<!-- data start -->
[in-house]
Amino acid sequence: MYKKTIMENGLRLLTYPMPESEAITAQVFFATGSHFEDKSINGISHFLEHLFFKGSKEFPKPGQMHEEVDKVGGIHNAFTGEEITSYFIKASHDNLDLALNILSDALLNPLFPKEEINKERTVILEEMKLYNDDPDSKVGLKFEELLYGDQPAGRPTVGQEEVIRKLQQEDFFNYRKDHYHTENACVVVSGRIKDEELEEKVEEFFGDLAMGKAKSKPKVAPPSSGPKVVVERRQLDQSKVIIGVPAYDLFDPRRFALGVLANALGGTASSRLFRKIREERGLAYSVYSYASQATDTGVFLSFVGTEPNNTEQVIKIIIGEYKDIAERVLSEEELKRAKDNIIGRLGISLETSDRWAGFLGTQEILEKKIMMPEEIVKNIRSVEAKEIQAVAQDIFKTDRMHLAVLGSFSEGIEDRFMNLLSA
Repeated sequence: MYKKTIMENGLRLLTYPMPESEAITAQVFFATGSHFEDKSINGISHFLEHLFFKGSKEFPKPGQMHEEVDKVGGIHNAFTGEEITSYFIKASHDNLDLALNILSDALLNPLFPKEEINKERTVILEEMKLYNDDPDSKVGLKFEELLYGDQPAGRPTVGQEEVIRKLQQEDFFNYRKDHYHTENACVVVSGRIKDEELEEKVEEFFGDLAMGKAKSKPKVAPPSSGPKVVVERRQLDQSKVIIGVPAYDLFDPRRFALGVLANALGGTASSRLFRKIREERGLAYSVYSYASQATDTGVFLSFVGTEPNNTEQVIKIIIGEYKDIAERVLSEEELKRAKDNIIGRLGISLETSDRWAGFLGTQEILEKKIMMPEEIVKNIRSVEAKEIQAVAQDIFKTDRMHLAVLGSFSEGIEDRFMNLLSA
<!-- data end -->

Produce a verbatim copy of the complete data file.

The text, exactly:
[in-house]
Amino acid sequence: MYKKTIMENGLRLLTYPMPESEAITAQVFFATGSHFEDKSINGISHFLEHLFFKGSKEFPKPGQMHEEVDKVGGIHNAFTGEEITSYFIKASHDNLDLALNILSDALLNPLFPKEEINKERTVILEEMKLYNDDPDSKVGLKFEELLYGDQPAGRPTVGQEEVIRKLQQEDFFNYRKDHYHTENACVVVSGRIKDEELEEKVEEFFGDLAMGKAKSKPKVAPPSSGPKVVVERRQLDQSKVIIGVPAYDLFDPRRFALGVLANALGGTASSRLFRKIREERGLAYSVYSYASQATDTGVFLSFVGTEPNNTEQVIKIIIGEYKDIAERVLSEEELKRAKDNIIGRLGISLETSDRWAGFLGTQEILEKKIMMPEEIVKNIRSVEAKEIQAVAQDIFKTDRMHLAVLGSFSEGIEDRFMNLLSA
Repeated sequence: MYKKTIMENGLRLLTYPMPESEAITAQVFFATGSHFEDKSINGISHFLEHLFFKGSKEFPKPGQMHEEVDKVGGIHNAFTGEEITSYFIKASHDNLDLALNILSDALLNPLFPKEEINKERTVILEEMKLYNDDPDSKVGLKFEELLYGDQPAGRPTVGQEEVIRKLQQEDFFNYRKDHYHTENACVVVSGRIKDEELEEKVEEFFGDLAMGKAKSKPKVAPPSSGPKVVVERRQLDQSKVIIGVPAYDLFDPRRFALGVLANALGGTASSRLFRKIREERGLAYSVYSYASQATDTGVFLSFVGTEPNNTEQVIKIIIGEYKDIAERVLSEEELKRAKDNIIGRLGISLETSDRWAGFLGTQEILEKKIMMPEEIVKNIRSVEAKEIQAVAQDIFKTDRMHLAVLGSFSEGIEDRFMNLLSA